This is heaven for Pam as she walked the beautiful gardens in this magnificent estate now in trust for the world to see and appreciate.
On this day we embarked on a comfortable coach ride through the splendid British countryside- a landscape which English author Ben Aaronovitch described as being so photogenically rural. Along the way we stopped at Bodnant Garden a historic horticultural gem located in North Wales.
We have time to wander the paths of this beautiful estate and smell the flowers. Then we continue on to the seaside resort town of Llandudno for the next two nights.
This is how the landed gentry used to live. Our guide told us that many of these enormous estates were now in a trust and maintained for the public to enjoy.
All we have shown here is four pictures, but we took over 40 as we strolled through the gardens.
Checking into our hotel we were met with a seagull that kept itself on the ledge of our window. It was obvious someone had fed it and it would not leave. We were unable to open the window and enjoy the great smell of the ocean.
Persistent cuss. He would not leave.
Next morning we were off touring the land of castles and the land of song. Wales is also a land of fierce natural beauty as we saw for ourselves on the morning’s visit to Snowdonia National Park. Named for Snowdon, at 3,560 feet the tallest mountain in England and Wales, the park comprises some 840 square miles of unspoiled wooded valleys, mountains, moorland, lakes, and rivers. This is Wales first national park, and covers more than 10% of the land area of the country. We toured the park riding on the Welsh Highland Railway. The train is pulled by a steam locomotive and provided a scenic ride through the park.
The park is magnificent
The park was very rugged, and as you can see it was very damp.
The next stop was the port town of Caernarfon for a visit to the 13th century Castle, a medieval fortress whose brute appearance symbolized English domination of the Welsh. Strategically set at the mouth of the River Seiont as it empties into Menai Strait, the castle was built by King Edward I of England. Edward I (the first) was better know as Edward Longshanks and also “the hammer of the Scots.” If you recall from the movie Braveheart it was Edward I that William Wallace of Scotland fought against.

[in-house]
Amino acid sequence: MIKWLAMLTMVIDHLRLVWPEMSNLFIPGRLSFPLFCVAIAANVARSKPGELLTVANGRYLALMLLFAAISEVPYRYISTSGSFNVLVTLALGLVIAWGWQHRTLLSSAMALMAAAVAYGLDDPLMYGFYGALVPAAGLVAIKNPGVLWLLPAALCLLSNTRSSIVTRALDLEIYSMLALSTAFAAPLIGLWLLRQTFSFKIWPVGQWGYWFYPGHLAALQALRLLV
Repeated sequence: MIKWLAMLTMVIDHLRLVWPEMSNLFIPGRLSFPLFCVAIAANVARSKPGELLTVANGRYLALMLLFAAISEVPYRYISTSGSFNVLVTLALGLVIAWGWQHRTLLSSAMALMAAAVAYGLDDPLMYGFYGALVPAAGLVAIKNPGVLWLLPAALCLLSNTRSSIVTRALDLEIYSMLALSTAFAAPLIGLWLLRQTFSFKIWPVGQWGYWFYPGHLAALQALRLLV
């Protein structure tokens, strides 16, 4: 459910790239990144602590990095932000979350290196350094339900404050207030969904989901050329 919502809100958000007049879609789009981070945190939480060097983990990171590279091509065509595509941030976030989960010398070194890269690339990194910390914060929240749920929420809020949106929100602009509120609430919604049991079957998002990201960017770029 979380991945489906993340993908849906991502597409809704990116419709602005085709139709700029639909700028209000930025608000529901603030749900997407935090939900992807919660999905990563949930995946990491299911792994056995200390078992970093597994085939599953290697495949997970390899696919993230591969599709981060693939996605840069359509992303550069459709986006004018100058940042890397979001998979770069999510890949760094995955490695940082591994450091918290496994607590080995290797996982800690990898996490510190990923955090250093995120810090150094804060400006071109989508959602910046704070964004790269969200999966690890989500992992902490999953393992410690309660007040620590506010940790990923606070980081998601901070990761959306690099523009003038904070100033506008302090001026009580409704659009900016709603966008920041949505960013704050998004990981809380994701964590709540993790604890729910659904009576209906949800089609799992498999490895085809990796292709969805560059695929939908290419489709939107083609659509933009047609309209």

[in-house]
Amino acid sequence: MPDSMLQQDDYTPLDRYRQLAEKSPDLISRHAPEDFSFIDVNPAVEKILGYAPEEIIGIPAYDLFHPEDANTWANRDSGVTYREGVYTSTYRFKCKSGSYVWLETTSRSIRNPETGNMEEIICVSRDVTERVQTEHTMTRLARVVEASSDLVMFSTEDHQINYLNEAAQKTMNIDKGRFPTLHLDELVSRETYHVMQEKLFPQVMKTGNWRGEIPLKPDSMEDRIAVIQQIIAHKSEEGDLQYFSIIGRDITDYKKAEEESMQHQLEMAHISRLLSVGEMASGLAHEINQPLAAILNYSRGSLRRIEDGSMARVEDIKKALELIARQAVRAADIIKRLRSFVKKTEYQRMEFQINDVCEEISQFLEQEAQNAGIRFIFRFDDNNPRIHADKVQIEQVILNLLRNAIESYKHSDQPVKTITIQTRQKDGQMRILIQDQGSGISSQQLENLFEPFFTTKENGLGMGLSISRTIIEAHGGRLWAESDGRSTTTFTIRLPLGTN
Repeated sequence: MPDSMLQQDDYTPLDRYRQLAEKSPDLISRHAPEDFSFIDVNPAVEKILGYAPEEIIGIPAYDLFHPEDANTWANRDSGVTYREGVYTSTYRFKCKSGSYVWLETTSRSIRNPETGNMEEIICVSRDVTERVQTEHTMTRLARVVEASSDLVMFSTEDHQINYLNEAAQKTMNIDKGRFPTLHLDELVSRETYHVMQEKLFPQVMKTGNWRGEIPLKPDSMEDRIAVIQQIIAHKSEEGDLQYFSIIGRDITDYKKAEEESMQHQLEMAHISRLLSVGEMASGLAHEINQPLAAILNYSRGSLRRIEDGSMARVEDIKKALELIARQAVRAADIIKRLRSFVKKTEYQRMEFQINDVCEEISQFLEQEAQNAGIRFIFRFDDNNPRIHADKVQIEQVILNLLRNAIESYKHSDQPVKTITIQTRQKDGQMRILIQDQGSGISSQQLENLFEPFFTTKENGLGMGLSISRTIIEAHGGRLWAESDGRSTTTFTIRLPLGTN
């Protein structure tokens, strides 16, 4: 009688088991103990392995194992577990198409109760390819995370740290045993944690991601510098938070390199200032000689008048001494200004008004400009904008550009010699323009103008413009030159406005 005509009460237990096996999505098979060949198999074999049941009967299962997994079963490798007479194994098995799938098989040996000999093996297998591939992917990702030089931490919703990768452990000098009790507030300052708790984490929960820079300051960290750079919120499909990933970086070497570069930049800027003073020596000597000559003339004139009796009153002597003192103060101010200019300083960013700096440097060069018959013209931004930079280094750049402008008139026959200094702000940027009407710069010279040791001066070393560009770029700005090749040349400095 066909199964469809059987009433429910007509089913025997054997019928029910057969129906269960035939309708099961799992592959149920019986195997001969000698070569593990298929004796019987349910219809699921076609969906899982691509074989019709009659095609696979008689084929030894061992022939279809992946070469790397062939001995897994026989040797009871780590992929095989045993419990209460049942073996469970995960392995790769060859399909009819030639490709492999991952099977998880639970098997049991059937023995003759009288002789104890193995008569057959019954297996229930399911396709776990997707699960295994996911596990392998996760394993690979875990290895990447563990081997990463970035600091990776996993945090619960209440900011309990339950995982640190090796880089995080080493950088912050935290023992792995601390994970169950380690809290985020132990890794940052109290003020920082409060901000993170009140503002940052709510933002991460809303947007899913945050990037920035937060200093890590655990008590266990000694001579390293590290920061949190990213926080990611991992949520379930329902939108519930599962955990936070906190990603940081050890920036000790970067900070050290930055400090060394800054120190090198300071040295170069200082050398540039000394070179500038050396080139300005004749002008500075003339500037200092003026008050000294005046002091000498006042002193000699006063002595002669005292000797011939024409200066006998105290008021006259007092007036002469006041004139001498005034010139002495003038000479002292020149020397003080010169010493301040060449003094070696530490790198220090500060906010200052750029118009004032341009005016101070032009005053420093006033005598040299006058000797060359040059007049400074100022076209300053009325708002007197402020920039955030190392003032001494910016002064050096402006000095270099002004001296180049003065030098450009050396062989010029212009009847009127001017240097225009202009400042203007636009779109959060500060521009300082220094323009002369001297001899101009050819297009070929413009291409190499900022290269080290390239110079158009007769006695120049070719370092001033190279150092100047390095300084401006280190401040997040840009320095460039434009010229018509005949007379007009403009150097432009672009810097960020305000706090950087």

Entrance to the castle.
The castle occupies almost a city block and was a small city unto itself.
The castle was immense in size. To get a description go on line and type in the name. There is some excellent information about why and how it was built.
The round circular disc in the picture is where the ceremony called investiture occurs. The UK still has a Prince of Wales – nowadays, it’s Prince Charles (who’s next-in-line for the throne). The ceremony of ‘investiture’ (effectively a ‘crowning’, or giving the Prince his formal title) takes place in Caernarfon Castle. Charles, Prince of Wales, received his title here in 1969, and he did not do a thing to earn it except be born into the royal family.
Caernarfon was the birthplace of the first Prince of Wales – a man who could ‘never speak a word of English’
As you can probably imagine, the Welsh people weren’t too thrilled with the English domination of their native country. However, the birth of Edward I’s son in the castle, in 1284, was a perfect opportunity for Edward I to ‘spin’ the story to his advantage.
The child – Edward of Caernarfon – was legitimately a Welshman, and was crowned ‘Prince of Wales’ in 1301 – demonstrably a Welshman, ruling over his own people.
This persuasive story-telling didn’t end there. It’s said that Edward I sold his son to the Welsh people as “A prince born of Wales, who could never speak a word of English”.
However, it was a bit of a crafty piece of propaganda – and it definitely didn’t mean that son Edward could only speak Welsh. The language of England’s nobility back then was still French, and so it’s almost no surprise that Edward of Caernarfon couldn’t speak English!
The history of the royals was very entertaining as we traveled through the countryside.